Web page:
With this award from the Major Research Instrumentation Program (MRI) and support from the Chemistry Research Instrumentation Program (CRIF), Professor Janel Owens from University of Colorado at Colorado Springs will acquire a liquid chromatograph, tandem mass spectrometer (LCMS/MS). In general, mass spectrometry (MS) is one of the key analytical methods used to identify and characterize small quantities of chemical species embedded in complex matrices. In a typical experiment, the components flow into a mass spectrometer where they are ionized into the parent ion and its fragment ions and their masses are measured. The chambers aligned in a tandem mode provide a higher degree of separation. This highly sensitive technique allows detection and determination of the structure of molecules in a complex mixture. An instrument with a liquid chromatograph provides additional structural identification power by separating mixtures of compounds before they reach the mass spectrometer. As a primarily undergraduate institution, the faculty at the University of Colorado at Colorado Springs embraces undergraduate research experiences as one of the most important outcomes of their research activities. The proposed instrument will directly impact the research experiences of a large number of undergraduate students within the three-year project period, and many more in years to come. The instrument will be used by participants in an NSF funded REU program and will be involved in green chemistry research and also by students at neighboring Colorado College.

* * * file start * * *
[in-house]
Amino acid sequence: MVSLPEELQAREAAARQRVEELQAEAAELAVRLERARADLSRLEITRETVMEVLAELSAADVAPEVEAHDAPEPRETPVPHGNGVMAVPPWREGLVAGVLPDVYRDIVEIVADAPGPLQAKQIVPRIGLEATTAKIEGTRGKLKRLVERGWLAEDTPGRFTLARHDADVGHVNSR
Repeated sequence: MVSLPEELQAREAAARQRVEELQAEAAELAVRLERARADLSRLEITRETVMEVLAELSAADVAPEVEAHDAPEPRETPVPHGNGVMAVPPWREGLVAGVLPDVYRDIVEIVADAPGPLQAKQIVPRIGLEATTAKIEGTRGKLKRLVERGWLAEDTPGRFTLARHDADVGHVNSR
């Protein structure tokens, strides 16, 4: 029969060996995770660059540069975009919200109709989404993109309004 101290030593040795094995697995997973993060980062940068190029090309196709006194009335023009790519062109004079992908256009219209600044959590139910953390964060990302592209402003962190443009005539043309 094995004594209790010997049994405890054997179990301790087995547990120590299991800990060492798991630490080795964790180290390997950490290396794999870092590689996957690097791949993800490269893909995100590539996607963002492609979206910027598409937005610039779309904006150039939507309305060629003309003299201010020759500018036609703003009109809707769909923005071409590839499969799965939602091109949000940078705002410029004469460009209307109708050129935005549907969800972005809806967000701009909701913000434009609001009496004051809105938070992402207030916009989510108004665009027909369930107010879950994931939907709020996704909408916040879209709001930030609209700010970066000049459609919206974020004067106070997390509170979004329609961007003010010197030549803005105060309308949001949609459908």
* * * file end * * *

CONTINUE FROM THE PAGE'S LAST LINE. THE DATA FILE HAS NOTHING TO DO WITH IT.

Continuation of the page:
The award is aimed at enhancing research and education at all levels, especially in areas such as (a) investigating tetrabromobisphenol-A (TBBPA) and derivatives in environmental and food samples; (b) toxicological analysis of postmortem brain tissue in suspected drug-related deaths in Colorado; (c) synthesizing and evaluating a new hydroxamic acid series for the treatment of Human African Trypanosomiasis; (d) investigating microwave-assisted synthesis of fluorinated antimalarial analogues; and (e) investigating and quantifying engineered nanomaterials in environmental samples.

National Science Foundation (NSF)
Division of Chemistry (CHE)
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Carlos A. Murillo
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University of Colorado at Colorado Springs
Colorado Springs
United States
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